Hard-pressed manufacturers are falling under eastern influence on labour costs

02 July 2002

Hard-pressed manufacturers are falling under eastern influence on labour costs. Engineering companies with the energy to invest and find niches can survive, forecast Peter Marsh and Toby Shelley (Financial Times 02 July 02).

Engineering companies with the energy to invest and find niches can survive, forecast Peter Marsh and Toby Shelley

If you can't beat them, join them. Jim Doherty followed this adage by shutting his Birmingham factory, and transporting his 35 machine tools by truck to a new plant in Hungary to take advantage of cheaper labour costs.

The £2.5m move 1,000 miles east has paid off: Mr Doherty's parts manufacturing company, called Doherty Group, is now making money, while at the time of the change it was struggling.

Mr Doherty's unusual relocation to the site of a former supermarket in Oroshaza where it employs 90 people underlines the pressures on small UK manufacturers hit by increasing competition from low cost countries.

In an informal poll of 20 small engineering companies conducted by the Financial Times, half said imports from rivals in regions such as eastern Europe and southeast Asia were threatening their livelihoods.

Ken Ronson, managing director of MRT Castings, a company with 40 employees in Andover, Hampshire, is seeing an increasing threat from Chinese competitors that use equipment that his company cannot afford. "The strength of sterling is irrelevant," he says.

Paul Hunt, sales manager of LIC, an engineering contractor in Coventry, says: "We feel very vulnerable. In the past 12 months a lot of our work has gone as a result of customers replacing UK made parts with components produced in Mexico, China and Poland."

Companies such as LIC have been hit by the increasing sophistication of rivals in the low cost countries, which are helped by wage costs being 60 to 80 per cent lower, in the case of eastern Europe, or just a tenth of UK rates in some parts of Asia.

Also, to counter the strength of sterling, larger UK companies in sectors such as cars, construction equipment and general engineering are increasingly turning to overseas suppliers for components, bypassing their traditional supply base at home.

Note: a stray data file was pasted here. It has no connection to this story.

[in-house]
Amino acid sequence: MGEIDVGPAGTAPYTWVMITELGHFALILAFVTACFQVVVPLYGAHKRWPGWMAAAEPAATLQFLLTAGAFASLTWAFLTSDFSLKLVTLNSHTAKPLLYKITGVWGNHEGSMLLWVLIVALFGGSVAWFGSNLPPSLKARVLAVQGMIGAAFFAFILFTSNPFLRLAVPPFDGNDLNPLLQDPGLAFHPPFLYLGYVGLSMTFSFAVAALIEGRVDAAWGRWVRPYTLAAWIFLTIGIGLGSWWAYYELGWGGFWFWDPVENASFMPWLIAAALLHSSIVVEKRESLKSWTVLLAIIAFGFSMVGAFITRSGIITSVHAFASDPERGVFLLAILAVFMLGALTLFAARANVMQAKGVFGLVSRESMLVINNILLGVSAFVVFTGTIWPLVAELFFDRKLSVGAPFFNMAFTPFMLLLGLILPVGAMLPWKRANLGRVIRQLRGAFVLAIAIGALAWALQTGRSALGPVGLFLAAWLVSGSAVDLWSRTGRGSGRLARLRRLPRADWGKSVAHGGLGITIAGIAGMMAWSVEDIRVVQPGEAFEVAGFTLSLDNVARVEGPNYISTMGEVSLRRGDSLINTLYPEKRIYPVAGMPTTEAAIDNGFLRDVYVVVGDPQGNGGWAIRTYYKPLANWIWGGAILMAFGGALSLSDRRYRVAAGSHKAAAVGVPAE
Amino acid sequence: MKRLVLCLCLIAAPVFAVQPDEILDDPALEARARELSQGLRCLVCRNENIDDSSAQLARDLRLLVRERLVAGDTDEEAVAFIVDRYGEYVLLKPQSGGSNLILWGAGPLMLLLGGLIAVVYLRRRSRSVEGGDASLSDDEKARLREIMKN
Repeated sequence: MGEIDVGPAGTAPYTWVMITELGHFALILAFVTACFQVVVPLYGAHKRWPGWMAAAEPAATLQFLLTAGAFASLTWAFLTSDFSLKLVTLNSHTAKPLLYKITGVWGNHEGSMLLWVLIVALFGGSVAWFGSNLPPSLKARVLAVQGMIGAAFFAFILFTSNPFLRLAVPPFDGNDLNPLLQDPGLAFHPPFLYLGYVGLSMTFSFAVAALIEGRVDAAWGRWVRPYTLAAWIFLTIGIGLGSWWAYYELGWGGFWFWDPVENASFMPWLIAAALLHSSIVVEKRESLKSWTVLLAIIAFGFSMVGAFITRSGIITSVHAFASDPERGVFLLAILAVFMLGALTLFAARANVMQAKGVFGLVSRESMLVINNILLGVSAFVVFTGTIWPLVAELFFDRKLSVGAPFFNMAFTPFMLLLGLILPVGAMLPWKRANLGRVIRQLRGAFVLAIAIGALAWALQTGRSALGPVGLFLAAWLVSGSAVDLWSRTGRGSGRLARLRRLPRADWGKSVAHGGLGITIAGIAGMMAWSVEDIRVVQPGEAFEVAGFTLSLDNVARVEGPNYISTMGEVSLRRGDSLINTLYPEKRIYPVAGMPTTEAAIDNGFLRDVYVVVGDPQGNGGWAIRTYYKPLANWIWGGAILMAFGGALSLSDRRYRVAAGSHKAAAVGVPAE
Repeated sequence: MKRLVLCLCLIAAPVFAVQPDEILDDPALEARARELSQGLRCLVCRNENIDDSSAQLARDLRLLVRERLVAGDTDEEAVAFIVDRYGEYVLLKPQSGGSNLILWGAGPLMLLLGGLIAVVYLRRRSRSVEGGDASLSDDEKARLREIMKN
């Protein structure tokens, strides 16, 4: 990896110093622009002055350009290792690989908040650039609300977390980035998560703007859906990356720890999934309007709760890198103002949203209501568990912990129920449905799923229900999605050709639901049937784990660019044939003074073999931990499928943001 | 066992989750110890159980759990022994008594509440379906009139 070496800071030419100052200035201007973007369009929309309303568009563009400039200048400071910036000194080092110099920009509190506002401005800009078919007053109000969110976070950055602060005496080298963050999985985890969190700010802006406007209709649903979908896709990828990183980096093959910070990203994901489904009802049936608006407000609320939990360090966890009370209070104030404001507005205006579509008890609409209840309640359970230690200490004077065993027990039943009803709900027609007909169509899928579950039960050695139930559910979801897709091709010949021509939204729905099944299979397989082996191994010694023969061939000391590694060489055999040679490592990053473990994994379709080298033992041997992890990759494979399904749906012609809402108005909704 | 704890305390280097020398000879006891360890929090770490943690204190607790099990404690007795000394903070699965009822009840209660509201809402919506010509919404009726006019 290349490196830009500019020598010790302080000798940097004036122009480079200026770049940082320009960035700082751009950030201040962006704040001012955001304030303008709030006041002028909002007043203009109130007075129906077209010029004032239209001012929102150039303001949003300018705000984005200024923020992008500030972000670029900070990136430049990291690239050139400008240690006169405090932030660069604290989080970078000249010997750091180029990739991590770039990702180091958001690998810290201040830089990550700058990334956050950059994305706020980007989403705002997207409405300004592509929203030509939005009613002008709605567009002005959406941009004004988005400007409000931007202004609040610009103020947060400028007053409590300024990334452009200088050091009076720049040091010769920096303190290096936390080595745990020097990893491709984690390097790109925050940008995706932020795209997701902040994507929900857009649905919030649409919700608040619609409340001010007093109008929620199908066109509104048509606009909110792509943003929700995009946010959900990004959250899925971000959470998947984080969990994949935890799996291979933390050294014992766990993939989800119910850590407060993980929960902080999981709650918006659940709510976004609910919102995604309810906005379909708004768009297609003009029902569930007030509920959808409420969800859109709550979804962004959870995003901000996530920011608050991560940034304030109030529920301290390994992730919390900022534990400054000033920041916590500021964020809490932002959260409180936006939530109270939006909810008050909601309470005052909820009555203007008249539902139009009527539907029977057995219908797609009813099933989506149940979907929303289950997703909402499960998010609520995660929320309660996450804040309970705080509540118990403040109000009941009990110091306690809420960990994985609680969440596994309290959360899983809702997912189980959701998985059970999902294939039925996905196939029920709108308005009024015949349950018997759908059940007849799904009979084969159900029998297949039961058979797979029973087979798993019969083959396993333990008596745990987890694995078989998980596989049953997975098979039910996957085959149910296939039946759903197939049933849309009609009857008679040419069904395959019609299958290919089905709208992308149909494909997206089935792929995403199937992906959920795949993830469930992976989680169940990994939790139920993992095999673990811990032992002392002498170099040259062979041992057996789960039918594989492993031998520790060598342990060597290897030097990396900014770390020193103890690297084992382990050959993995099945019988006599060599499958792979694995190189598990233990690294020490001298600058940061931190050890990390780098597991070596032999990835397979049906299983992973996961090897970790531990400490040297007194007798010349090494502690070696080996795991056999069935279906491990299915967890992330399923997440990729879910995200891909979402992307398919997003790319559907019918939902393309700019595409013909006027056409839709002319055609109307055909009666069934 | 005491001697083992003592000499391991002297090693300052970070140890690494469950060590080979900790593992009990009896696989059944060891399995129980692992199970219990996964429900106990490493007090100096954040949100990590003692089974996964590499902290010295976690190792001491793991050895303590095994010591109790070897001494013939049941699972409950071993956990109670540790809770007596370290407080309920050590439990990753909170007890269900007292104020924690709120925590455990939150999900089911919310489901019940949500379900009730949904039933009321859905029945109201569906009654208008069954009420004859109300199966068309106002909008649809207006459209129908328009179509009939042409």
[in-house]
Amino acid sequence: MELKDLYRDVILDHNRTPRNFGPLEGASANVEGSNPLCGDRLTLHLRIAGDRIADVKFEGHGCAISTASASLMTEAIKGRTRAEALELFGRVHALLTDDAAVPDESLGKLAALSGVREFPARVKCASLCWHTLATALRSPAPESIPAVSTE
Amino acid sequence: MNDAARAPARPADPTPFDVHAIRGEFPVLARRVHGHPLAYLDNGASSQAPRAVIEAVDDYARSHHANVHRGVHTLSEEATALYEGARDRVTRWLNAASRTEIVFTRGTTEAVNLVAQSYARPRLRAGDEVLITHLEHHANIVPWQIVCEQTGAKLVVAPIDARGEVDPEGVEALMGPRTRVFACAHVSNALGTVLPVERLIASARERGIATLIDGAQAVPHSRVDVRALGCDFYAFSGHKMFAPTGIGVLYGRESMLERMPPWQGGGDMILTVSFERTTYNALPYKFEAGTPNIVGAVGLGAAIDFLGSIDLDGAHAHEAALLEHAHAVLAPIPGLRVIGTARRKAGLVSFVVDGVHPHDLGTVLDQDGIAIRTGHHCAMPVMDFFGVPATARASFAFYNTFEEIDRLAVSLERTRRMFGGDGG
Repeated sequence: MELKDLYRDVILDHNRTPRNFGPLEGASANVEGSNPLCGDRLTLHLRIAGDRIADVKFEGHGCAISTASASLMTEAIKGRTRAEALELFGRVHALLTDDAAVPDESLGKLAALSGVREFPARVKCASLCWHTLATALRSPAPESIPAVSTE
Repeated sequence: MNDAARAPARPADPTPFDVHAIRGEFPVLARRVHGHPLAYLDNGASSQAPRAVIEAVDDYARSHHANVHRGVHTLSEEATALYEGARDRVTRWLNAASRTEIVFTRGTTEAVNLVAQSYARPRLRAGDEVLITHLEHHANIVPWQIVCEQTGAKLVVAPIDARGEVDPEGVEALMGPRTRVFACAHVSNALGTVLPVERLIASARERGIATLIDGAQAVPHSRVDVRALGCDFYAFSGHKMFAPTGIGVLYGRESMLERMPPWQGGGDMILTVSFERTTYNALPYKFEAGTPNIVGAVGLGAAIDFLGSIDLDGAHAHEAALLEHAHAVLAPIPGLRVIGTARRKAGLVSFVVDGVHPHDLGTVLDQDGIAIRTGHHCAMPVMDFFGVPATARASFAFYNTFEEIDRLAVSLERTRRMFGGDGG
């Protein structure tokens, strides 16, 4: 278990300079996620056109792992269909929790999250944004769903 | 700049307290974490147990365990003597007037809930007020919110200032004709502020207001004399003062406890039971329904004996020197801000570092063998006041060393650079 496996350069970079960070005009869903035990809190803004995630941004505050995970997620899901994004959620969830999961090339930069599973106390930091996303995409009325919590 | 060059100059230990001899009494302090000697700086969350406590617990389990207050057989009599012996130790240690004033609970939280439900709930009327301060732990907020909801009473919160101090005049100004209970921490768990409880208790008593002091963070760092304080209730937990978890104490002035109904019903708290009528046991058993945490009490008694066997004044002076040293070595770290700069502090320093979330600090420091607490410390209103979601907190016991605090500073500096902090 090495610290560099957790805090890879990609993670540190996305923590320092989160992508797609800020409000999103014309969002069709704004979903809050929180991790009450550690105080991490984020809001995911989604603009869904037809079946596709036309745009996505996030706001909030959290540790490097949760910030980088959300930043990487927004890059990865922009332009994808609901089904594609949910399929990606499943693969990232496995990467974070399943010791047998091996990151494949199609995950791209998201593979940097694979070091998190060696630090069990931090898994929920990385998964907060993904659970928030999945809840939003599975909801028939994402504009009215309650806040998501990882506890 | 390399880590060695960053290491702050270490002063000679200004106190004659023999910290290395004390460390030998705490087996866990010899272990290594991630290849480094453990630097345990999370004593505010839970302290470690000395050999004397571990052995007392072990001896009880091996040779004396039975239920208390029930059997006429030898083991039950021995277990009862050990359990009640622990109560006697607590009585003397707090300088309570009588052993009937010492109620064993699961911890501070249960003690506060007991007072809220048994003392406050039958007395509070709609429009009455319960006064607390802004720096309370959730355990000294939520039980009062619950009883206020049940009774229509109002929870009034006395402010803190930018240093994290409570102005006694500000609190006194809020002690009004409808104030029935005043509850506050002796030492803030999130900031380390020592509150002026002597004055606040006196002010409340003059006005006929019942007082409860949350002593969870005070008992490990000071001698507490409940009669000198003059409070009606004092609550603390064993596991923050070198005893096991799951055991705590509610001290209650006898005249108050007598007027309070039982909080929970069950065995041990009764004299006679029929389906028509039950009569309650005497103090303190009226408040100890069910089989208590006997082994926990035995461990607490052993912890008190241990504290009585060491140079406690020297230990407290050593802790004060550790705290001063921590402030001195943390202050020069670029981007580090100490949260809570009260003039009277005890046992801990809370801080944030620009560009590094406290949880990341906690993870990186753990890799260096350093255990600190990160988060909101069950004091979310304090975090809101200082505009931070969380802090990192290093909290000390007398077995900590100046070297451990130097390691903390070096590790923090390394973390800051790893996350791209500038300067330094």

But the picture is by no means uniformly gloomy. In the FT's poll, the same number of companies said their business was good or improving, as said things were getting worse. The key, says Nigel Plaskett, managing director of East Sussex based SphericTrafalgar, is to invest in machinery and specialise in parts few others can make.

Spheric, which employs 65 people and has sales of £10m a year, produces precise balls used in bearings and other machinery. In some cases, they are less than a millimetre in diameter, and are shaped with an accuracy of 10 nanometres or billionths of a metre. The company's most expensive products cost £1,000.

Rowan Precision, of Birmingham, is this year exporting 15 per cent of its expected £2.5m sales up from zero exports a year ago on the back of a £500,000 investment in high tech machinery. "Because we can make parts more efficiently than a lot of competitors, even in South East Asia, we are going from strength to strength," says Martin Barker, a director.

Graham Porter, sales director of Currie & Warner, a Birmingham engineering contractor that is also reporting higher sales, says: 'The trick is to position yourself in higher value parts, where instead of having 200 competitors you have 20 to 30.'

Ironically, some companies are doing better mainly because their UK rivals have gone out of business. Mark Hull, sales director of Bird Stevens, a supplier of sheet metal in the West Midlands, says this is the reason why, for his company, "things are better" than a year ago. But overall, his industry was in a bad way".

Economists believe a muted recovery in engineering should begin later this year. Even so, the Engineering Employers' Federation believes 90,000 jobs will disappear on top of 70,000 last year. The FT's poll indicates, that assuming companies can summon up the energy to invest and find niches where competition is lower survival is not impossible.

Revert to news